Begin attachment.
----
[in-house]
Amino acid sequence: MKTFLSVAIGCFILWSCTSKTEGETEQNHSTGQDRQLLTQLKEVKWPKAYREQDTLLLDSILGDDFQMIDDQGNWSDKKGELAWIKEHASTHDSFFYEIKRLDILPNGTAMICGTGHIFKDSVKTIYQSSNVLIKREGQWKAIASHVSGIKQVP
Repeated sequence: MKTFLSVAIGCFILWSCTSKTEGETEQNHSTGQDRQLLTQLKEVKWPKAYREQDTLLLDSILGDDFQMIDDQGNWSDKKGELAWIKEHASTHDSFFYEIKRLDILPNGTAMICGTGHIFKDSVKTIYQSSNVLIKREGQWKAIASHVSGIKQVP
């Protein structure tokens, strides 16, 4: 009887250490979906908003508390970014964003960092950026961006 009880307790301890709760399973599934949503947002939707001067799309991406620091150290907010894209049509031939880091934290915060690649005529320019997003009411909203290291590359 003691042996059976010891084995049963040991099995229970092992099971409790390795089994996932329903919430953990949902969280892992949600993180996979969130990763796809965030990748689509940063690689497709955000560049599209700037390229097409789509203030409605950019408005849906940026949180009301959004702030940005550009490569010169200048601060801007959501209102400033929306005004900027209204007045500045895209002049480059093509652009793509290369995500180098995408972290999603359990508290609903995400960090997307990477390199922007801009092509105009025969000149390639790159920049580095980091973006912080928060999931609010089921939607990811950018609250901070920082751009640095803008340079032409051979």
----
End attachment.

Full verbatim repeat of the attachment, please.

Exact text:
[in-house]
Amino acid sequence: MKTFLSVAIGCFILWSCTSKTEGETEQNHSTGQDRQLLTQLKEVKWPKAYREQDTLLLDSILGDDFQMIDDQGNWSDKKGELAWIKEHASTHDSFFYEIKRLDILPNGTAMICGTGHIFKDSVKTIYQSSNVLIKREGQWKAIASHVSGIKQVP
Repeated sequence: MKTFLSVAIGCFILWSCTSKTEGETEQNHSTGQDRQLLTQLKEVKWPKAYREQDTLLLDSILGDDFQMIDDQGNWSDKKGELAWIKEHASTHDSFFYEIKRLDILPNGTAMICGTGHIFKDSVKTIYQSSNVLIKREGQWKAIASHVSGIKQVP
């Protein structure tokens, strides 16, 4: 009887250490979906908003508390970014964003960092950026961006 009880307790301890709760399973599934949503947002939707001067799309991406620091150290907010894209049509031939880091934290915060690649005529320019997003009411909203290291590359 003691042996059976010891084995049963040991099995229970092992099971409790390795089994996932329903919430953990949902969280892992949600993180996979969130990763796809965030990748689509940063690689497709955000560049599209700037390229097409789509203030409605950019408005849906940026949180009301959004702030940005550009490569010169200048601060801007959501209102400033929306005004900027209204007045500045895209002049480059093509652009793509290369995500180098995408972290999603359990508290609903995400960090997307990477390199922007801009092509105009025969000149390639790159920049580095980091973006912080928060999931609010089921939607990811950018609250901070920082751009640095803008340079032409051979």